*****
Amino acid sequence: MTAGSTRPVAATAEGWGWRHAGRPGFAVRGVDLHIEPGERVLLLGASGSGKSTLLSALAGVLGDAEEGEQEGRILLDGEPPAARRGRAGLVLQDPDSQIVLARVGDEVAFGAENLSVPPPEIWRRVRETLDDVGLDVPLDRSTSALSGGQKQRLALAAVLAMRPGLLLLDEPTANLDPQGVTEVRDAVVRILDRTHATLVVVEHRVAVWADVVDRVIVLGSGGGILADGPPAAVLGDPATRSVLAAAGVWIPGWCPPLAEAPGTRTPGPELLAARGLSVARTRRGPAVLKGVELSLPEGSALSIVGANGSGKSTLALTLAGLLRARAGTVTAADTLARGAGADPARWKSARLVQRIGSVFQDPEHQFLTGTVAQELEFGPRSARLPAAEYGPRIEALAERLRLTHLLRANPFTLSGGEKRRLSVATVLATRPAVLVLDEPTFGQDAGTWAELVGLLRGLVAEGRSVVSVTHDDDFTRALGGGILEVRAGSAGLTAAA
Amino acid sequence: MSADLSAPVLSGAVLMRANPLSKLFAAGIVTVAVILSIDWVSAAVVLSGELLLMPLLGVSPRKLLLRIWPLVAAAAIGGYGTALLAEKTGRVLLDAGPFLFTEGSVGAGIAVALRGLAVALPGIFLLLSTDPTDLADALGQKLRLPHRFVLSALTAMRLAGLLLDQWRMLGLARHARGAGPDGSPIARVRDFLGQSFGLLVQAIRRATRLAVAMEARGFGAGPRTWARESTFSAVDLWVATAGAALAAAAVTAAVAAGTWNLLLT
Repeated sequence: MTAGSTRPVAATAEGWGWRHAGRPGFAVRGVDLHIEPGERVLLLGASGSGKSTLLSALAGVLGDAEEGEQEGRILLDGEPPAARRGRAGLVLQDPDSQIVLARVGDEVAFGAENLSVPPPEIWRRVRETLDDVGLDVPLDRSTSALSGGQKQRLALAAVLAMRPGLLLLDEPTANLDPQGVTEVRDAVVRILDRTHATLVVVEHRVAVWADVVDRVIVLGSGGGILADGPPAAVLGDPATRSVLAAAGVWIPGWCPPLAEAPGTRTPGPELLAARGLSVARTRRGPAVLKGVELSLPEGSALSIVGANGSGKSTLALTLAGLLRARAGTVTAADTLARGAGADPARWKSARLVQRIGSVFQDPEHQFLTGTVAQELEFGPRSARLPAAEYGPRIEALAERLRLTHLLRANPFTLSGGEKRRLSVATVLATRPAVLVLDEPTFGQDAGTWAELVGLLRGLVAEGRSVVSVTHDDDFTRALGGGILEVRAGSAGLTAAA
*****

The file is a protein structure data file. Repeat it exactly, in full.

Amino acid sequence: MTAGSTRPVAATAEGWGWRHAGRPGFAVRGVDLHIEPGERVLLLGASGSGKSTLLSALAGVLGDAEEGEQEGRILLDGEPPAARRGRAGLVLQDPDSQIVLARVGDEVAFGAENLSVPPPEIWRRVRETLDDVGLDVPLDRSTSALSGGQKQRLALAAVLAMRPGLLLLDEPTANLDPQGVTEVRDAVVRILDRTHATLVVVEHRVAVWADVVDRVIVLGSGGGILADGPPAAVLGDPATRSVLAAAGVWIPGWCPPLAEAPGTRTPGPELLAARGLSVARTRRGPAVLKGVELSLPEGSALSIVGANGSGKSTLALTLAGLLRARAGTVTAADTLARGAGADPARWKSARLVQRIGSVFQDPEHQFLTGTVAQELEFGPRSARLPAAEYGPRIEALAERLRLTHLLRANPFTLSGGEKRRLSVATVLATRPAVLVLDEPTFGQDAGTWAELVGLLRGLVAEGRSVVSVTHDDDFTRALGGGILEVRAGSAGLTAAA
Amino acid sequence: MSADLSAPVLSGAVLMRANPLSKLFAAGIVTVAVILSIDWVSAAVVLSGELLLMPLLGVSPRKLLLRIWPLVAAAAIGGYGTALLAEKTGRVLLDAGPFLFTEGSVGAGIAVALRGLAVALPGIFLLLSTDPTDLADALGQKLRLPHRFVLSALTAMRLAGLLLDQWRMLGLARHARGAGPDGSPIARVRDFLGQSFGLLVQAIRRATRLAVAMEARGFGAGPRTWARESTFSAVDLWVATAGAALAAAAVTAAVAAGTWNLLLT
Repeated sequence: MTAGSTRPVAATAEGWGWRHAGRPGFAVRGVDLHIEPGERVLLLGASGSGKSTLLSALAGVLGDAEEGEQEGRILLDGEPPAARRGRAGLVLQDPDSQIVLARVGDEVAFGAENLSVPPPEIWRRVRETLDDVGLDVPLDRSTSALSGGQKQRLALAAVLAMRPGLLLLDEPTANLDPQGVTEVRDAVVRILDRTHATLVVVEHRVAVWADVVDRVIVLGSGGGILADGPPAAVLGDPATRSVLAAAGVWIPGWCPPLAEAPGTRTPGPELLAARGLSVARTRRGPAVLKGVELSLPEGSALSIVGANGSGKSTLALTLAGLLRARAGTVTAADTLARGAGADPARWKSARLVQRIGSVFQDPEHQFLTGTVAQELEFGPRSARLPAAEYGPRIEALAERLRLTHLLRANPFTLSGGEKRRLSVATVLATRPAVLVLDEPTFGQDAGTWAELVGLLRGLVAEGRSVVSVTHDDDFTRALGGGILEVRAGSAGLTAAA